We use two separate fees because it allows us to ensure that we receive income at roughly the same time costs are incurred. This helps ensure we always have enough cash flow to cover our costs, no matter how quickly the organization grows.
If you displayed your flat rate numbers into APRs, then I wouldn't have any problems with your marketing. You could compare your average Zidisha APR of 25% to the average industry average of 35%, and lenders could make their own informed decisions.
I agree that deleting that interest rate diagram is appropriate. However, you have repeatedly
compared your low flat rates with high APR rates elsewhere on your site. For instance, in this page on your site, you say, "While other microfinance services charge borrowers interest rates upwards of 40% or more, our direct peer-to-peer microlending model reduces the cost of Zidisha loans to just a fraction of this."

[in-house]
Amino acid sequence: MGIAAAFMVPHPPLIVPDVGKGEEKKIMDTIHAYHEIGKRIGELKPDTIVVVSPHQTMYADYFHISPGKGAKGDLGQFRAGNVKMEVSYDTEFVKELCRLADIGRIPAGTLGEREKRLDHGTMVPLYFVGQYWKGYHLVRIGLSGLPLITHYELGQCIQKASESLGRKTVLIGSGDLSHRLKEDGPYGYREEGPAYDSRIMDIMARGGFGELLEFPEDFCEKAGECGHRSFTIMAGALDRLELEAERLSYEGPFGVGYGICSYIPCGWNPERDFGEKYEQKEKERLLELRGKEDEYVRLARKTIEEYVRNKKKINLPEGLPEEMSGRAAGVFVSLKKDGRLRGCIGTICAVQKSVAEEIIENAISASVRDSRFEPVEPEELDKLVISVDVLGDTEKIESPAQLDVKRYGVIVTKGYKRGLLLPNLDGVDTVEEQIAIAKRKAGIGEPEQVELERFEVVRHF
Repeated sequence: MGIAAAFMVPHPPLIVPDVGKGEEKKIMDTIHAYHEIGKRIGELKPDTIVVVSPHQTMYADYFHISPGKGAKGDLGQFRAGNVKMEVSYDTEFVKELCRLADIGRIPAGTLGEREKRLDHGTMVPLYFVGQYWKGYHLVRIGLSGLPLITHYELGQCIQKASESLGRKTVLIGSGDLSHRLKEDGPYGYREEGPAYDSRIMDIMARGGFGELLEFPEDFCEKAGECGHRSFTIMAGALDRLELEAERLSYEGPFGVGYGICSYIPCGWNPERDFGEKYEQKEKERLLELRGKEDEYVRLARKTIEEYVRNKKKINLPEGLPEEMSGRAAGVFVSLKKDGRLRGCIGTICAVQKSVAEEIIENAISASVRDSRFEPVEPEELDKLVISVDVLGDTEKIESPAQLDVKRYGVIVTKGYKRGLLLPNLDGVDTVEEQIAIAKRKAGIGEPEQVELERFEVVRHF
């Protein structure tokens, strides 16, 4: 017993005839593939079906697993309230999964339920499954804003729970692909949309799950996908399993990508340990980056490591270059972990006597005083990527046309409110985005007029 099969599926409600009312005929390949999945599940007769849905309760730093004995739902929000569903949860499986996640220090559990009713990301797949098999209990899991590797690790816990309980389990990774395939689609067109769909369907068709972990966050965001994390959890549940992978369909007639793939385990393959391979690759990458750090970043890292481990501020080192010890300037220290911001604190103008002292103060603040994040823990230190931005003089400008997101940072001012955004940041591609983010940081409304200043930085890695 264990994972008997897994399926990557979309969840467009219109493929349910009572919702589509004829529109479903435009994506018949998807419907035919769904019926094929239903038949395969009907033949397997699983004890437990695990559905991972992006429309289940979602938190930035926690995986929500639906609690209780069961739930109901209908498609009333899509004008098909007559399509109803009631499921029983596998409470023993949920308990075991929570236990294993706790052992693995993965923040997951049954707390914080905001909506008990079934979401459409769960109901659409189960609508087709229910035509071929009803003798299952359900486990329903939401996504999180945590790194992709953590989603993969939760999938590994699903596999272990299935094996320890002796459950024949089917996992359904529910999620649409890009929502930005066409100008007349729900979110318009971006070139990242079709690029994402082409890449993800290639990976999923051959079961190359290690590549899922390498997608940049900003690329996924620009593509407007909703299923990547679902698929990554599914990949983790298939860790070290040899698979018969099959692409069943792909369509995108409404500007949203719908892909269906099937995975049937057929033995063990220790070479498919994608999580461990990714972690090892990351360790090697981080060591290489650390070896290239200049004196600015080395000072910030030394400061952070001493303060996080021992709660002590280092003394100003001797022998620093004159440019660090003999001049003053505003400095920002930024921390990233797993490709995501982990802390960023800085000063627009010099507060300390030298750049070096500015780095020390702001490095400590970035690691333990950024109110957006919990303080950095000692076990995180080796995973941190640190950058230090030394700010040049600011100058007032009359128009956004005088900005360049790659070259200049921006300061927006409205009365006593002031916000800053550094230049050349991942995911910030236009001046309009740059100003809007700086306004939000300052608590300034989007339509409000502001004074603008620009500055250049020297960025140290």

Statements like these lead to articles comparing your low flat rate to others' higher APRs. [2-5]
To me, comparing your flat rate numbers to other people's APRs feels like a deeply misleading comparison.
I'd like to hear your side of the story here. Perhaps I'm missing something.
Thanks for commenting here. I wish you had asked for our side of the story before publishing these allegations.
I agree that flat rates should be compared to flat rates. It would indeed be misleading to compare Zidisha's flat interest rates with another microfinance provider's APR rates.
In my experience, flat interest and fee rates of over 30% are common in microfinance, and that was the basis for the comparisons I have made with the cost of Zidisha loans. It is hard to find reliable data on the average APR of microloans worldwide, because many microfinance organizations underreport the full cost of their loans, and those that do opt for full disclosure on sites such as Microfinance Transparency and the MIX Market tend to be those with the lowest rates.
This article provides a good overview of some of the complications involved in measuring the cost of traditional microfinance loans: http://blog.givewell.org/2010/04/02/microfinance-interest-ra...